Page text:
The version of the Consumer Financial Protection Act that originally passed the House was very clear that the FVA applied. It stated that "In the event of vacancy or during the absence of the Director (who has been confirmed by the Senate pursuant to paragraph (2)), an Acting Director shall be appointed in the manner provided in section 3345 of title 5, United States Code." Section 3345 of title 5 is the FVA. The quoted language didn't make it into the enacted version of the legislation. Instead, the conference committee that reconciled the House and Senate bills adopted the language in the Senate bill, about "absence or unavailability." In other words, Congress knew very well how to say that the FVA applies ... but ultimately decided that it would not apply. To my mind, this legislative history resolves any ambiguity about whether the Consumer Financial Protection Act's language qualifies as an express provision opting out of the FVA succession line.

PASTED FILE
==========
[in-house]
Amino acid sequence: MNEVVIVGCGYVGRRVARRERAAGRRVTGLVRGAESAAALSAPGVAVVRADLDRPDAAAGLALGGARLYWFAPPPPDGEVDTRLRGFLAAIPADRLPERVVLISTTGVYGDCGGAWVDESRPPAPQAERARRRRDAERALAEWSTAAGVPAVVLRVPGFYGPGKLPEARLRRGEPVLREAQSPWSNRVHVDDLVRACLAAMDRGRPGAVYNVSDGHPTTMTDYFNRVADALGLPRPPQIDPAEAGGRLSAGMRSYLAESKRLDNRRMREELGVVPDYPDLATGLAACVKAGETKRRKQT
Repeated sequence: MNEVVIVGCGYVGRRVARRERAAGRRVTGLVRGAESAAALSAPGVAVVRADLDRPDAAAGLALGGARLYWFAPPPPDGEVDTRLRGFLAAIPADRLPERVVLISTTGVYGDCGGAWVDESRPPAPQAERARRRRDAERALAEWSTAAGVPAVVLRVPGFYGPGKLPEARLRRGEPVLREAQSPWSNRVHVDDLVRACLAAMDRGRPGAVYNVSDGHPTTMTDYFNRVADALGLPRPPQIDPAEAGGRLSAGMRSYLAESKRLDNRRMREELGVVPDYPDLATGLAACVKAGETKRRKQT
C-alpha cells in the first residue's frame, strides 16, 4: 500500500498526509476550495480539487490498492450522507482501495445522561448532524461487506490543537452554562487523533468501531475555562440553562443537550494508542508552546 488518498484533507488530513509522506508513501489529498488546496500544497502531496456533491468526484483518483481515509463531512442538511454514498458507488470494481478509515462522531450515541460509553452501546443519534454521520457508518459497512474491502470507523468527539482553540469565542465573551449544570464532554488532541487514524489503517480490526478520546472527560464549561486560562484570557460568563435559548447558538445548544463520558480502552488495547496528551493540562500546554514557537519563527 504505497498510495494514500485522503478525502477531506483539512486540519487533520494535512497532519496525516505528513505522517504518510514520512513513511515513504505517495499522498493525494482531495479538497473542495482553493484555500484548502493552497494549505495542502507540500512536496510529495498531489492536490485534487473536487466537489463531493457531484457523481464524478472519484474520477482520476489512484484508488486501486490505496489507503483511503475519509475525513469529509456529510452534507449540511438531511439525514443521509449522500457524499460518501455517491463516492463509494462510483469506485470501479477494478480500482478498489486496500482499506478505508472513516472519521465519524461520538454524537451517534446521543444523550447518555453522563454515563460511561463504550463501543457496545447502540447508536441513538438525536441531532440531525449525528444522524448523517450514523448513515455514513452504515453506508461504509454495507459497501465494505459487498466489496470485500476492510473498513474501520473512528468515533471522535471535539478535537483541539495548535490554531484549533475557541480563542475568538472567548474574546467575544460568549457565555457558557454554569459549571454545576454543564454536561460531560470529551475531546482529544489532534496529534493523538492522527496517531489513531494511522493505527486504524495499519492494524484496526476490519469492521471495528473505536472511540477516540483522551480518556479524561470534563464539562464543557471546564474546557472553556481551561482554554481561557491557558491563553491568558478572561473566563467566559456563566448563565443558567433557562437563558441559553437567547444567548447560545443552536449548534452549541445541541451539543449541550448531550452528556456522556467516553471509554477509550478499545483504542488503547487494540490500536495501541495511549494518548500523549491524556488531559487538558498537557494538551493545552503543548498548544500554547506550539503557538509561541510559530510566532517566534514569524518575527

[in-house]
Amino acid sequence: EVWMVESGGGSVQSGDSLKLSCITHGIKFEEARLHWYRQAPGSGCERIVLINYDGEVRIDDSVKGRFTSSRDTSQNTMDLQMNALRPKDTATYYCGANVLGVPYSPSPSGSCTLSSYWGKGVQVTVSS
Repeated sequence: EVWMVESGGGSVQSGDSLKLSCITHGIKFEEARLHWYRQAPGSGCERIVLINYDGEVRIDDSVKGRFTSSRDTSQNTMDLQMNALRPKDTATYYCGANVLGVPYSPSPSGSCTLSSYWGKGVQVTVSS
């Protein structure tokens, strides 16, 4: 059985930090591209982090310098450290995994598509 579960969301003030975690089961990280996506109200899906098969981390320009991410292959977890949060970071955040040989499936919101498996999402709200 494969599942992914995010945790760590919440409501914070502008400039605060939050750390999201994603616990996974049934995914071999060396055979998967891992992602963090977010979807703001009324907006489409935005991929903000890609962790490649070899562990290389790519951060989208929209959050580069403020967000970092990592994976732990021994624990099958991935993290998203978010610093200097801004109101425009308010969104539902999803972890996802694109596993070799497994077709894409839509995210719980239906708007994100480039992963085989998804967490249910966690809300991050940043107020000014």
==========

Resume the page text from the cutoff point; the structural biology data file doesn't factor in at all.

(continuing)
Bottom line: any appointment of Mick Mulvaney ... or Steve Mnuchin ... or anyone by President Trump to be acting CFPB Director would be illegal, and would call into question not only any actions taken by the CFPB, but also actions undertaken by the FDIC and FSOC, as the CFPB Director serves on those boards. If President Trump wants to choose the CFPB Director, there's a straight-forward way of doing it:  go through Senate confirmation.


Who has standing to actually challenge this, though? Will Silberman?

“To my mind, this legislative history resolves any ambiguity about whether the Consumer Financial Protection Act's language qualifies as an express provision opting out of the FVA succession line.”

Exactly. To YOUR mind, which was made up on any matter involving President Trump’s prerogatives well before he took the oath of office.